Beauty is one of the most hands-on categories in physical retail, a fact that has made life more difficult for stores like Ulta Beauty during the pandemic.
Ulta this week reported that comparable sales, a metric that includes sales at stores open for at least 14 months as well as e-commerce, fell 8.9% in its third fiscal quarter. Its online business almost doubled, rising 90%, meaning in-store business fell sharply, even with the bulk of Ulta’s stores open again.
Many shoppers have preferred to avoid stores and Ulta can’t offer its skin and makeup services because of safety concerns, contributing to the 30% drop in revenue in its salon services business last quarter.
So the beauty chain has had to ramp up its in-store tech more quickly. For instance, Ulta has been promoting its GLAMlab, a virtual try-on tool for items like eye shadow, foundation, eyelashes, and blush.
“The pandemic has by necessity accelerated the use of digital tools for Ulta Beauty in a way we were well poised to capitalize on,” Ulta Beauty CEO Mary Dillon tells Fortune.
Since the pandemic began, Ulta has added QR codes to shelf strips so that customers can go use GLAMlab as an alternative to testers which are no longer available for customers to touch and use. And the company has trained employees on how to nudge shoppers to download it.
“It’s a phenomenal way to try things on whether you’re in the store and can’t use a tester right now, or just sitting at home,” she adds.
GLAMlab will be a feature at the Ulta shops the company will start opening at hundreds of Target locations starting next year as part of the companies’ recently announced tie-up. (Ulta will soon have plenty more company in the strip malls it occupies, once Kohl’s is done setting up 850 Sephora shops inside its stores in 2023.)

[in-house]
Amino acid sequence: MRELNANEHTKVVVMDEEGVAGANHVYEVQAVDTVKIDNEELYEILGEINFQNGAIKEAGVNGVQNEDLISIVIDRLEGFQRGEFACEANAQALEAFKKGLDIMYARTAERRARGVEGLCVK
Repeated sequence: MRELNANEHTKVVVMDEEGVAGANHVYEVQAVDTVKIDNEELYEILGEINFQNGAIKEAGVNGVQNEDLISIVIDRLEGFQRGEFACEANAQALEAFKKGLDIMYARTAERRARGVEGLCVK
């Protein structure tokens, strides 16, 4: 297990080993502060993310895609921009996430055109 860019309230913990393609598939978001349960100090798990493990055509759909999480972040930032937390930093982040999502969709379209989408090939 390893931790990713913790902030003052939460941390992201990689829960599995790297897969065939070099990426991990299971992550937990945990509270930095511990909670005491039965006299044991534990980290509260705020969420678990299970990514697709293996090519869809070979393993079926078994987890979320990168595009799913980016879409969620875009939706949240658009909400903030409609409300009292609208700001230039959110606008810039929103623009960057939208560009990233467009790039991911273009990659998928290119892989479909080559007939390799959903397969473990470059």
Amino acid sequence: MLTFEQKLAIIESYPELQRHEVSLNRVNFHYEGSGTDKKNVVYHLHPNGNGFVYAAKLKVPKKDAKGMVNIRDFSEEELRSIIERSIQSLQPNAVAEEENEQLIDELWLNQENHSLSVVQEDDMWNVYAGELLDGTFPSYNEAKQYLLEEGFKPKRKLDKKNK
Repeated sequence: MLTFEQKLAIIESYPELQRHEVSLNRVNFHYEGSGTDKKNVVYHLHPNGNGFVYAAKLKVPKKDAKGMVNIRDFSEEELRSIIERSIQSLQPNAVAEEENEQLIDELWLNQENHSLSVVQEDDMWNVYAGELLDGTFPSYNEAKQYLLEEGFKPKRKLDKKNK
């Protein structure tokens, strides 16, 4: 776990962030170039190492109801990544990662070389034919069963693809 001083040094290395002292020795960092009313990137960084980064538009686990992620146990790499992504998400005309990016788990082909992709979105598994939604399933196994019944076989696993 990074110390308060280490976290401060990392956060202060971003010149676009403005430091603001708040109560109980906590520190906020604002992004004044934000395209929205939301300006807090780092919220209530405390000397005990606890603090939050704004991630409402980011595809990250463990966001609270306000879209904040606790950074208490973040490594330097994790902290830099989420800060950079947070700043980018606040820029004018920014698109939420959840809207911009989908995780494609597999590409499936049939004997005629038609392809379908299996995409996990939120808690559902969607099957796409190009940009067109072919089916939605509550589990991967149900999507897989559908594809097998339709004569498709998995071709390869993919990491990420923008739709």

Ulta also recently launched a skin analysis tool, which uses augmented reality technology and artificial intelligence to make product recommendations, helpful to Ulta given that the full-fledged in-person skin consultations are halted for now. The retailer updated the tool to allow customers to keep assessments at different points over time to keep track of how their skin is changing.
“Skincare is really hot right now,” says Dillon. And Ulta’s third-quarter results bear that out: skin care sales were way up, but makeup, which generates almost half of Ulta’s overall sales, were down, while skincare, haircare, bath, and fragrances fared well.
What’s more, Ulta is trying out one-on-one remote video consultations, a virtual selling approach that is catching on in retail with companies like Signet Jewelers and J.C. Penney using it.
Some of Ulta’s newer tech has been to help with more prosaic considerations such as booking appointments: Ulta has completed the rollout of a new booking tool for services, with one-third of service appointments, such as a hair styling, or brow sculpting, last quarter.
All this is not to say that Ulta is giving up on physical retail. Dillon said Ulta sees room for up to 1,700 stores in the U.S. eventually, excluding the Target locations. (Ulta has just shelved plans to launched a Canadian store fleet.)
But the pandemic has led to changes in how customers shop, even in stores, and that will persist long after the pandemic has subsided.
“The intersection of the digital and the physical is here to stay,” says Dillon.